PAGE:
Beth Ditto's New Line Proves Not All Plus-Size Clothing Needs to Look "Flattering"

Beth Ditto's New Line Proves Not All Plus-Size Clothing Needs to Look "Flattering"
Source: Beth Ditto
Source: Beth Ditto

Beth Ditto isn't afraid to speak her mind when it comes to the current state of plus-size clothing for women. The punk rocker has walked in runways for Jean Paul Gaultier and Marc Jacobs and she's dipped her toe into design with her own version of Madonna's iconic, torpedo-breasted corset.

So she knows what's out there and what's missing for plus-size women — something she's now changing herself with her new eponymous plus-size clothing line, which debuted on Monday.

Think about it: When's the last time you saw a sheer, sparkly jumpsuit for a woman who wears a 1XL?

Model Barbie Ferreira
Source: Ezra Petronio/Beth Ditto

Or even tight, bright matching separates for a size 28?

Model Philomena Kwao
Source: Ezra Petronio/Beth Ditto

In a plus-size landscape full of sack-shaped dresses, billowing tops and waist-cinching belts, Ditto is making clothing for the size 14 through 28 set that breaks the mold.

"We have to stop this idea that we have to be a certain shape," Ditto told the Huffington Post U.K. "Not everyone wants to be sexy everyday, wearing tight dresses and Spanx." 

That means resisting the go-to plus-size styles, which seem to follow an unspoken rule: that women who are curvy need to emphasize their curves in just the right places, and that if they don't have those ideal curves, they should just be totally covered.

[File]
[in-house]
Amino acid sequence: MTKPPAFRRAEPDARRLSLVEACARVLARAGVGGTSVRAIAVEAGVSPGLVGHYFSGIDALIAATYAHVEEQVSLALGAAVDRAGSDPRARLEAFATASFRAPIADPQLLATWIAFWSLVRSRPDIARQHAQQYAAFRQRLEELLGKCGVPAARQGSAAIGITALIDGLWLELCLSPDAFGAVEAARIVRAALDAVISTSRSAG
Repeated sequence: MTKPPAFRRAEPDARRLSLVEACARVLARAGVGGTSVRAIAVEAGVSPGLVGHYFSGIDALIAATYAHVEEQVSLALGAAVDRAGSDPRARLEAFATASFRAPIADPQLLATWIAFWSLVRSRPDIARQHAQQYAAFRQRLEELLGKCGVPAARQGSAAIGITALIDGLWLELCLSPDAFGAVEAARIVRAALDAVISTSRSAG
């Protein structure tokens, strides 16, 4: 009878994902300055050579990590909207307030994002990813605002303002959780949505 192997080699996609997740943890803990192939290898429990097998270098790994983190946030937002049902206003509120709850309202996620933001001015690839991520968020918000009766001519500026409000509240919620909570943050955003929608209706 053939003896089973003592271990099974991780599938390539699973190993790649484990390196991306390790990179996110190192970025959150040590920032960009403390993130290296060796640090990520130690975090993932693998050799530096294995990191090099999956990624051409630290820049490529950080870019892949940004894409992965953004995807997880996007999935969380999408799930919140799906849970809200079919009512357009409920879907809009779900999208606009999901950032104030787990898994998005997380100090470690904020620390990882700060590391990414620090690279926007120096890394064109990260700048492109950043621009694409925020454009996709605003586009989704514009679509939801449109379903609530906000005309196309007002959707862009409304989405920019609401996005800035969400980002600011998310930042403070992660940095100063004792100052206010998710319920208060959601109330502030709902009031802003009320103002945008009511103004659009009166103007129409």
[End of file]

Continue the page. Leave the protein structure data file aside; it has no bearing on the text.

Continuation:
"The collection doesn't impose an idea of the plus-size woman to the customers," Ditto told the Huffington Post U.K. "When buying those products they are still free to make it what they want, whatever their shape is."

Other designers and celebrities are starting to speak out against that unspoken rule. "What I found with a lot of plus-size clothing was that it didn't seem cool or on-trend," Rebel Wilson told People magazine. "It was kind of like what your auntie would wear to a wedding."

"There have been the most atrocious prints on plus-size garments that would never be in straight size. Like, so many butterflies. I just can't with the butterflies," said Tess Holliday to Yahoo. About her clothing line, she said, "I wanted to do something that was edgy and sexy."

Beth Ditto
Source: Mic/Ezra Petronio/Beth Ditto

For Ditto's line, which is available online and at Selfridges department stores in the U.K., she told Vogue she wanted to make clothes that were just about being stylish, rather than body-conscious. For one sculptural skirt in particular, Ditto noted that "instead of the idea of being 'flattering,' [it] is just really interesting and cool." By selling items like graphic bubble dresses and tight separates, Ditto is doing her part to change the image of how creative, trendy and interesting plus-size clothes can be.

She is also joining other designers in a new approach to casting models. These days, a slew of young models are fighting against the term "plus size" and the separation between curvier models and "straight-sized" ones. Two of the models Ditto hired for her lookbook, Barbie Ferreira and Jordyn Woods, actually both prefer the term "curve," because they find it less stigmatizing and less size-specific.

"It creates a sad division between plus-size women when we talk about 'you are that kind of fat...' when we are all in the same boat and should love and respect each other," Ditto told the Huffington Post U.K. "It creates another division in an already way too divided fashion industry."

Dividing models, dividing store sections, dividing even which clothing styles get made for who — it's a loss for all women, but especially curvier ones. So leave it to a plus-size woman who's had years of experience perusing racks of oversized or too-tight clothing to know that sometimes, a woman larger than a size 14 really wants a fun embroidered denim jacket, or a skirt covered in lipstick stains.


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